How to Fix Your Electric Stove Like a Pro

Electric Stove

Got issues with your electric stove? You’ve come to the right place!

The stove is easily one of the most frequently used appliances in the kitchen. Any problems with it can quickly become a huge hassle. And sometimes, no matter how well you maintain it, it stops working properly anyway.

Thankfully, it’s one of those things that you just might be able to fix without the intervention of a professional.

If your electric stove is malfunctioning, you might need to replace a faulty burner, receptacle, or switch. But first, it’ll be helpful to troubleshoot where the issue’s coming from.

This article’s here to help you fix your electric stove like a pro. So don’t panic, and read on!

Problems Encountered

The problems encountered with electric stove tops can consist of various types of malfunction.

You might find that your electric stove burner only works some of the time, or you need to jiggle it for it to work. You might have only one or two burners that don’t work. Another issue might be that a burner only works on high heat.

All these issues will require some troubleshooting and might need you to replace the faulty parts. However, if you feel like you’re out of your depths, we offer repair services for stove tops and ovens.

Safety First

Before doing any type of work or repair on your electric appliances, you’ll always want to turn off the power first. Anything to do with electricity might prove deadly if you don’t take the proper precautions.

So turn off your stove, and wait for it to cool down before working on it. Don’t forget to shut off the circuit breaker!

In most houses, the stove will have its own circuit breaker. This might not be the case if you’re in an older home, however.

If so, identify your stove’s circuit breaker. Run a few tests if needed, by disconnecting the breakers one by one and seeing if the stove can still turn on.

Faulty Burner

If one of your burners isn’t working anymore, the first thing to verify is whether the issue comes from the burner itself. The problem might come from a disconnection within it, or the burner may simply have run its course.

First, pull the faulty burner out of its receptacle to disconnect it, just like you would a power cord on an electrical outlet.

Then, you’re going to replace the bad burner with a working burner. Unplug another burner that you know works. Plug it into the malfunctioning burner’s receptacle, and turn on the switch.

If the burner you just placed there starts heating up, then you know the other burner was indeed faulty. All you need to do is replace it.

Faulty Switch

Inside a stove switch is a contact that’s sensitive to heat. It might get worn out or coated with carbon deposits.

In this case, the contact might not happen, or alternatively never disconnects. If it can’t disconnect, you won’t be able to set the burner’s temperature.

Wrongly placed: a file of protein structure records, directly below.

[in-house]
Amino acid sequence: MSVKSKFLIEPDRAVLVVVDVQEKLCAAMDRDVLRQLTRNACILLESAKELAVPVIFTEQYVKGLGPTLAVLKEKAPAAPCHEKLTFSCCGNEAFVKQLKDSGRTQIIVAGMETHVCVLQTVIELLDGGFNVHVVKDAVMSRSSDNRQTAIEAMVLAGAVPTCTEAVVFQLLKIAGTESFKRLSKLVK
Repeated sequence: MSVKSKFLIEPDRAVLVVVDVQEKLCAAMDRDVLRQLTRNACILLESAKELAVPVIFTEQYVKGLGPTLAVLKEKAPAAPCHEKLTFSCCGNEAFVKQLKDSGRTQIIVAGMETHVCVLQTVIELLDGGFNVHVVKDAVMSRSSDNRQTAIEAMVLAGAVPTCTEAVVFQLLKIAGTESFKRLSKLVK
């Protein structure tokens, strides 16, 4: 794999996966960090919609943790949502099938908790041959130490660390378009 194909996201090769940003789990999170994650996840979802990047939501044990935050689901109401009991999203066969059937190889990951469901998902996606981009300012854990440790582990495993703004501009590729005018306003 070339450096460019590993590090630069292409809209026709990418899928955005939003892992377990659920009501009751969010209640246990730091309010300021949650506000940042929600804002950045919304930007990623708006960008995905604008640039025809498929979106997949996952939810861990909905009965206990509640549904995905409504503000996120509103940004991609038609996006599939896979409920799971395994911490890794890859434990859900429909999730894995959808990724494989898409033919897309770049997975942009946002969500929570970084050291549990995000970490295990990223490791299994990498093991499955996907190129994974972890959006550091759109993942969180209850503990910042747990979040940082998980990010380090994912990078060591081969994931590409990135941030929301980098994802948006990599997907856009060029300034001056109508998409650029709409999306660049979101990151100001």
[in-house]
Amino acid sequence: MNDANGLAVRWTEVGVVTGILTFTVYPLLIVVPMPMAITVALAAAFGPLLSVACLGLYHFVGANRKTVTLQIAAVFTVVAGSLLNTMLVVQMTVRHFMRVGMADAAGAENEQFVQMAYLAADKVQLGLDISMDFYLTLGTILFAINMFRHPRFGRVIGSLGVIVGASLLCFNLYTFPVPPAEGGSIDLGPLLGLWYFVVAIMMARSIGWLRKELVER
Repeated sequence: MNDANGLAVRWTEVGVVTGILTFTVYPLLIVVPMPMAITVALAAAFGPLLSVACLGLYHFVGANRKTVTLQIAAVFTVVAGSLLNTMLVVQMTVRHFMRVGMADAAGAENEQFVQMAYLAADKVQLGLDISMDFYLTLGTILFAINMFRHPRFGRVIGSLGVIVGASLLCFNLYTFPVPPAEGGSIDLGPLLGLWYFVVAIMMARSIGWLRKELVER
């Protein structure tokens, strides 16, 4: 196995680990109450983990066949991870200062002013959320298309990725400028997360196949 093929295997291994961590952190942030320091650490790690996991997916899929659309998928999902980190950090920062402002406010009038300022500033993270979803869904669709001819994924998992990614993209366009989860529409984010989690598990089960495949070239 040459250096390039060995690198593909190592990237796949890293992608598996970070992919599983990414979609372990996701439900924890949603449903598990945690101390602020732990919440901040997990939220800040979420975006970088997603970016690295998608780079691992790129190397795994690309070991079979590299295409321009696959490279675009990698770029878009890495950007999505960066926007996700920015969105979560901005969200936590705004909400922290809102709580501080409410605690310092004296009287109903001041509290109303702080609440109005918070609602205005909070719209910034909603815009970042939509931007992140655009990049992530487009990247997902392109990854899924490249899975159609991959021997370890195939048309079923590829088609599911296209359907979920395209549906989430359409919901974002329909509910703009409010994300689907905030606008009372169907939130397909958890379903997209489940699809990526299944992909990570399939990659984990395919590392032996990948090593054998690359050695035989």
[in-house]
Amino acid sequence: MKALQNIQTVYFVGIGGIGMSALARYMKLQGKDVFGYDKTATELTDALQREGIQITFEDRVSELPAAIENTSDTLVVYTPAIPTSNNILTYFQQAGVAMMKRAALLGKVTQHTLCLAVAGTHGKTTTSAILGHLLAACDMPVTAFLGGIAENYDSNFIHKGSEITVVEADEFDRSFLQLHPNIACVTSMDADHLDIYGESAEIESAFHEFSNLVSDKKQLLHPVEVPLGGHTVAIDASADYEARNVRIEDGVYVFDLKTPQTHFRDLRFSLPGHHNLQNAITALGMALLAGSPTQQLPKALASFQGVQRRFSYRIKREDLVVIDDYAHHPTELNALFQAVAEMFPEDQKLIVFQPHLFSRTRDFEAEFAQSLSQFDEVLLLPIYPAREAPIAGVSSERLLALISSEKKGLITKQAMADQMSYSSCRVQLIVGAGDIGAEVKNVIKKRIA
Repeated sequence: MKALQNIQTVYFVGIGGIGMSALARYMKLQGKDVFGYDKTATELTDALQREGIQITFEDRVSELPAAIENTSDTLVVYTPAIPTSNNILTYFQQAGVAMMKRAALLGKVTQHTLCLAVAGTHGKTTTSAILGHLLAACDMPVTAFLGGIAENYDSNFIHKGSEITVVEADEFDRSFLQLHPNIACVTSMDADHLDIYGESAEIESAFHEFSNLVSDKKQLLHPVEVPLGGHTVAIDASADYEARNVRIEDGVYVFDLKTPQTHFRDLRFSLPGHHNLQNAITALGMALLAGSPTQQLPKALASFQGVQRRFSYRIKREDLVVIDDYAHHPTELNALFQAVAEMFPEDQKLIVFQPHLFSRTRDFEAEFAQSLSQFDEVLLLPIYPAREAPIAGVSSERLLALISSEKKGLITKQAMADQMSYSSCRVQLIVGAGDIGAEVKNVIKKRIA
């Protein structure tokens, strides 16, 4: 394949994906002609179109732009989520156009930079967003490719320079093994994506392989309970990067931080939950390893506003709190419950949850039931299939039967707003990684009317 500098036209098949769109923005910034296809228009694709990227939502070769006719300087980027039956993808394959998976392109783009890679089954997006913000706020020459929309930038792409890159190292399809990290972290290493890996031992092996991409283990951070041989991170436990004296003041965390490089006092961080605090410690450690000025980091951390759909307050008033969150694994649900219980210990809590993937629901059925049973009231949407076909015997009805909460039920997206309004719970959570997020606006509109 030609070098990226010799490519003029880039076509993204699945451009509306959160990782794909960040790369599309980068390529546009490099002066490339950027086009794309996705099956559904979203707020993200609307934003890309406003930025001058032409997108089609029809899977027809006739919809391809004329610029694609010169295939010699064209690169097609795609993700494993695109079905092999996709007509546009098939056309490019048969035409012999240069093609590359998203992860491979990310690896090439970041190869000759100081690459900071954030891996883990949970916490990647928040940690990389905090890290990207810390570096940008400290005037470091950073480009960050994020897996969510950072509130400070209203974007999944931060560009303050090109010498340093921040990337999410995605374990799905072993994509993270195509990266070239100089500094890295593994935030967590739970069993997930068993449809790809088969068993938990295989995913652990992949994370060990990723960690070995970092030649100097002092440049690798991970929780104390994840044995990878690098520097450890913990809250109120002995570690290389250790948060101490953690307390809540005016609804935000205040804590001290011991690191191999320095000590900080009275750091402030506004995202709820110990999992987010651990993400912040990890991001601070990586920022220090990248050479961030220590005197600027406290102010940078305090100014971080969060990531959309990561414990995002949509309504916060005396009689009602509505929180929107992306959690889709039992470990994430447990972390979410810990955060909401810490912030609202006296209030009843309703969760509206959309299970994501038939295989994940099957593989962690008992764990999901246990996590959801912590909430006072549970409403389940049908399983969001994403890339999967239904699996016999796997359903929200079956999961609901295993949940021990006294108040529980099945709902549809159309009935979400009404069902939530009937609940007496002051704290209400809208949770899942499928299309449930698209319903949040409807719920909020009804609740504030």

If you think the issue comes from the switch, you can perform a continuity test with an ohmmeter.

The switch has two lines, generally called L1 and L2, as there are two power legs coming into it and going out. Make sure to check them both. If the switch isn’t working, you’ll have to replace it.

To do so, start by taking off the knob and screws that keep it in place. Replace it with the new switch, and tighten the screws.

Faulty Receptacle

If one of your burners won’t turn on, the problem might come from the receptacle into which it’s plugged.

You might be able to see for yourself if it is indeed faulty. Lift the top, and check out the receptacle for charred metal or wires.

Alternatively, plug a working burner into it and test it out. If even the working burner won’t come on, you know the issue comes from the receptacle. You can then replace it.

Take Your Stove Apart

If you notice a burner malfunctioning, you might need to replace the receptacle as well. As indicated previously, check the receptacle for charred metal. In that case, you’ll need to replace both.

Indeed, if you only replace the burner but leave the receptacle as is, you will keep encountering problems with any future burners you place on it. They will burn out fast, and eventually, your entire set will be damaged.

Don’t forget to shut off the stove’s circuit breaker! Start by taking off all the burners and their plates.

Lift up your stove top, and check out what your receptacles look like. This is to help you make sure you get the correct replacement parts.

After removing the stove top, there will be another tray underneath. See if there are wires going from the receptacles to the switches under the tray. If this is the case, remove this tray as well.

Follow the wires up to the switch your stove top’s hooked into. Remove the wire from the switch, and take out the receptacle. You can take these parts with you when shopping for replacements.

How to Change a Receptacle

Once you have suitable replacement parts, place the end of the new wires over the terminal at the switch where the old wires were.

Make sure the wires are long enough to reach the switch! If this isn’t the case, get ones that are the proper size. Having to splice wires together represents a grave electrical hazard and could end up causing a fire.

When the receptacle ends are tied to the switch, tape down the new wires so they don’t wiggle.

Then connect the new receptacle to the metal clamp, and attach said clamp to the stove top.

Put all the pieces back in, that is all the switch covers and trays, and replace the screws. Lay the stove top, along with all the burners and shields.

Time to turn your circuit breaker back on and give it a try!

Your Electric Stove Is Fixed!

Here we go! With this essential guide, you should be able to fix your electric stove like a pro.

However, if you still find it too difficult, or need any other appliances repaired, don’t hesitate to get in touch with us.